Shortly after the current Premier acquired the position, by being selected leader of her party, wind generators dropped an appeal on curtailment policies they were preparing to take to the Ontario Energy Board (who should have refused to hear it!), because an agreement was reached with the new government.  Prior to Wynne's reign, and subsequent gift of payment for potential supply the grid cannot accommodate, the industry was speculating about a great deal of attrition in the remaining ~3,750MW of contracted capacity - meaning much of that contracted capacity was unlikely to get built.

The estimated cost of the curtailments graphed above is $8.3 million (66731 MWh at $125/MWh). Curtailments should be rare until the spring season, and then they are likely to soar much higher than the totals from this fall; as suppliers now are assured of payment for unnecessary suppply, total industrial wind capacity is expected to more than double in the next 18 months.  In near future, curtailment costs are likely to balloon.

The northeast region may soon follow the northwest in achieving high curtailment levels.  The Lake Superior Action-Research-Conservation (LSARC) has an appeal of the Goulais project beginning next week, and another Algoma region project is proposed for some of the country's most iconic landscapes.

Resistance to projects, and all appeals, are being fought largely by what the Star's Regg Cohn refers to as NIMBYs.  The term was once an acronym for Not In My Back Yard - although that doesn't seem to be how the Star's Queen's Park columnist uses it in implying people beating their chests off in the wilds of southwestern, eastern, and northern Ontario prevented the accountants of the lesser Toronto Area from counting.

The counting was going fine.  Bean counters are very active in the opposition, and, working with reality, have managed to prevent the government from being so stupid as to contract more industrial wind generation since 1,018 MW of proposals were offered contracts on July 4th, 2011.  The rate of growth in construction of contracted projects has also been slowed considerably by these NIMBYs.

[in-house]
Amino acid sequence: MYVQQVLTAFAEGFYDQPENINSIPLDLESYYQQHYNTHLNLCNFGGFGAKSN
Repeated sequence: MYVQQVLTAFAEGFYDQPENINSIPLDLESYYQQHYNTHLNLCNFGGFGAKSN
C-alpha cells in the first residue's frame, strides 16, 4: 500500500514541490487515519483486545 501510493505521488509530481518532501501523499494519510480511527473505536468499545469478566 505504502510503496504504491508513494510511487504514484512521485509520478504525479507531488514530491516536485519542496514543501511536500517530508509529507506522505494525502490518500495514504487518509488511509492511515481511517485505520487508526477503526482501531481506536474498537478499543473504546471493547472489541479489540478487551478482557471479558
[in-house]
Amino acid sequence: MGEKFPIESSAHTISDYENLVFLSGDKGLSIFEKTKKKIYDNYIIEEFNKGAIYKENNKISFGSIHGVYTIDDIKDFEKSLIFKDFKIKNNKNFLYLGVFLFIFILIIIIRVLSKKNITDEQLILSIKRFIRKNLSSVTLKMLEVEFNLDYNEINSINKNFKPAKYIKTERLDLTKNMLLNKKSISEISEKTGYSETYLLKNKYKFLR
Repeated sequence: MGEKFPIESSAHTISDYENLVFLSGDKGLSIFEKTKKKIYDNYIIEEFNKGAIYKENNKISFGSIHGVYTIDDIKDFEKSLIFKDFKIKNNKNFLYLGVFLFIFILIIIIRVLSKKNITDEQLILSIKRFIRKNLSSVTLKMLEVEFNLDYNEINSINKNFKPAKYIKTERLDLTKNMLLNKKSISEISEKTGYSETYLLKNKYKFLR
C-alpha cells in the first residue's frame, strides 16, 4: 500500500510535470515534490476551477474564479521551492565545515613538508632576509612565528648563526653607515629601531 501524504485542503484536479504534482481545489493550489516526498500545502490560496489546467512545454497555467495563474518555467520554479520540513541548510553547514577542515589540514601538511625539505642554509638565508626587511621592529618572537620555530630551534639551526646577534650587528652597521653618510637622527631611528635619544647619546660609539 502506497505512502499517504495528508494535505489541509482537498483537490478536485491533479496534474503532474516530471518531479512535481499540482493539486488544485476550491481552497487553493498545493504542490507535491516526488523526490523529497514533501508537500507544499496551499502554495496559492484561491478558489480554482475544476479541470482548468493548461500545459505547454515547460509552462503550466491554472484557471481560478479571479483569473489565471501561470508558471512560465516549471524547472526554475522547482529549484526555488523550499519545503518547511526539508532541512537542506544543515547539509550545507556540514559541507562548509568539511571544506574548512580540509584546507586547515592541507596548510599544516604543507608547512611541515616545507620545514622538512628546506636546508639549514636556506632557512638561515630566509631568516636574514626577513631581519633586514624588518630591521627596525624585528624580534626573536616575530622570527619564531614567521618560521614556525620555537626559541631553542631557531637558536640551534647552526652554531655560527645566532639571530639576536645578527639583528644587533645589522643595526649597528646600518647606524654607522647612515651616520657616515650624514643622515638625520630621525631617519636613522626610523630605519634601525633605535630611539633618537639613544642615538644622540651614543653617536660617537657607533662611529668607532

Now that even the government acknowledge a need to curtail growing supply, the NIMBYs, along with their bean counter and realists allies, have been vindicated.

Accounting for the cost of dumping excess supply, and the cost of curtailing supply, and the cost of spilling water in order to purchase more expensive supply, is not a task that allows for precision, but it's known the entire province has benefitted by the actions of anti-wind NIBMYs, and their allies. Prior to the explosive rate hikes of 2013's late spring and summer (likely driven by solar projects that weren't opposed by NIMBYs), rate escalation, and built wind capacity on the grid, were both tracking below expectations.

But the NIMBYs did not benefit from their fights any more than other Ontarians; they have lost all fights for their own back yards, except for one, and that one is being appealed by the project proponent and their Torontonian Premier.

If it is now fashionable to agree with the arguments of the NIMBYs and their allies, it should also be time to respect them/us.